I'm still giddy over my Team Patriots win, that's why this post is late (plus I had to clean up after the party).
When I do author panels, or meet readers at signing events, I get asked, "How did you come up with the idea for your novel?"
For Blonde OPS, our editors at St. Martin's, Peter Joseph and Kat Brzozowski had the original idea of a 16-year-old hacker girl who goes to Rome, works on a fashion magazine, thwarts an attempt on the First Lady's life. They'd read Sirenz and liked our style. We wrote several drafts, filling in characters, plot, and details, and they offered us a contract.
Sirenz is a long way off from how it originally started... as a vampire book. With the success of books like Vampire Academy and Twilight, Natalie and I figured we could write a funny vampire book. But then we saw how many vampire books there were. And the Percy Jackson series was so popular... We decided to do a Greek mythology book for girls, only we didn't want to be similar to Percy. So we chose to focus on sirens. Of course a number of the Greek gods had to saunter through the story.
Which left us with plenty of opportunities to bring the two main characters, Meg and Shar, back. And, being that he was such a hit, Hades, the Underworld bad boy delish, was central to the plot again.
Now that I'm focusing on my solo novels, I can tell you my ideas come from a lot of places. For my sci fi novel, Lethal Dose, I watched a Discovery Channel special about space travel and the possibility of humans being able to live on other planets which intrigued me. Then I saw another program about a murderous poisoner. My devious mind put them together. (Sorry, no cover yet- I'm in the midst of revisions for my agent. Stay tuned.)
Last month I sent a my agent a middle grade manuscript based on Robert Louis Stevenson's The Strange Case of Dr. Jeckyll and Mr. Hyde. (Sorry, I can't give any more details and I don't have a cover yet...). I got the idea thinking about all the popular books that were mashups or 'rethinks' of popular stories, like Wicked and Dorothy Must Die for the Wizard of Oz. Or Pride, Prejudice, and Zombies. Or Cinder for Cinderella. I browsed through my library and wondered, which one hasn't been done...?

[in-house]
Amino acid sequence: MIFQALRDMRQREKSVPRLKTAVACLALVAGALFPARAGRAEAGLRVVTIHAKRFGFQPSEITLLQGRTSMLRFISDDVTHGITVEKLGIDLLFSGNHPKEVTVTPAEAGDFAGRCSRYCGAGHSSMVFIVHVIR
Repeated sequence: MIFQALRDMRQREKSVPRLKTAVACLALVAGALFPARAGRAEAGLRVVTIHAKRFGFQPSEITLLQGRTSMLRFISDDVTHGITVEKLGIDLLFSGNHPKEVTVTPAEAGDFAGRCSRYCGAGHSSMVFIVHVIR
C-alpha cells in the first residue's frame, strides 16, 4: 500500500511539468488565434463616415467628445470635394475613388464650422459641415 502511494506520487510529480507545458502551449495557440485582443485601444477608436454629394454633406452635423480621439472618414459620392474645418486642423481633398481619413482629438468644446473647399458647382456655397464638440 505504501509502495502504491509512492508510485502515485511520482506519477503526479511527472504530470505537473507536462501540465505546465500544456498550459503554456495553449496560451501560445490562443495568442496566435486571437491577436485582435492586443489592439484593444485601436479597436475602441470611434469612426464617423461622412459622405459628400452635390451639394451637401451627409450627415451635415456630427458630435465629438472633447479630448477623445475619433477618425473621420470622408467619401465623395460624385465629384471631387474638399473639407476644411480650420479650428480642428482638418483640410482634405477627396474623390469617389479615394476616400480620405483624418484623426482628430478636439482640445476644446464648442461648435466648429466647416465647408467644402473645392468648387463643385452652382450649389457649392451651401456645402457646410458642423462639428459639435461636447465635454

My two year project is another middle grade novel, but this one is historical (hence the 2 year timeline- research). It's set in 1937, at the Berlin Zoo. I saw a program on the History Channel about one of the many disturbing programs the Third Reich instituted involving pushing science past then currents limits for nefarious purposes. (I love that word and never get to use it.) Of course I can't tell you more because that would give away my twist. "Truth is stranger than fiction" is a phrase I've come to endorse, so I watch scientific, historical, and technical shows. (I can fix a lot of stuff.)
Dear to my heart is a faery story (yeah, I know, there are a lot of faery stories out there), but I like mine because it deals with murder, the Mafia, art forgeries, angry fae kings, and a conniving little backstabber out to make trouble for my main character, Breena. This idea came from... I don't remember because I've been working on this story for so many years. (I refuse to give up on it.)
There is a rough manuscript about a girl who gets a heart transplant and wakes up so very different from the operation. That idea came from an article I read in Reader's Digest about heart transplants and how one woman emerged changed more than just physically. (There's no magic or super powers involved.)
I can walk down a street and see a couple arguing--and make a story around them. I got an idea for a horror novel from watching my cat. Other inspirations? A news story about a runaway. Driving in my car and passing a twisty, unkempt street. Walking in the woods on a snowy day and seeing footprints wander off... So many things spark story ideas that I wish I had time to write them all. (Well, I would if I could just write them and not have to revise, revisit, rework them.)
So if you're stuck for an idea, watch a show that normally you wouldn't- Underground Cities. Biography Channel. Foreign news. Muscle car fix ups. Hoarders. Explore a road you've never been down (you have GPS, so don't sweat it; just get out before dark.) Rummage through an antique store and imagine the history of weird and wonderful things. Visit a hospital/nursing home and listen to people's stories. Make your worst nightmare come true. Trace your genealogy. Take two unrelated things, like a sock without a mate and the squirrel in a tree and think how they ended up together in the neighbor's yard. Harvest your dreams, especially the weird ones. Sniff your grandmother's favorite perform. Listen to a symphony you're unfamiliar with. Taste a food that grosses you out. Feel the softness of a milkweed seed.
Ideas are all around you; use your senses and your imagination. You can find a story.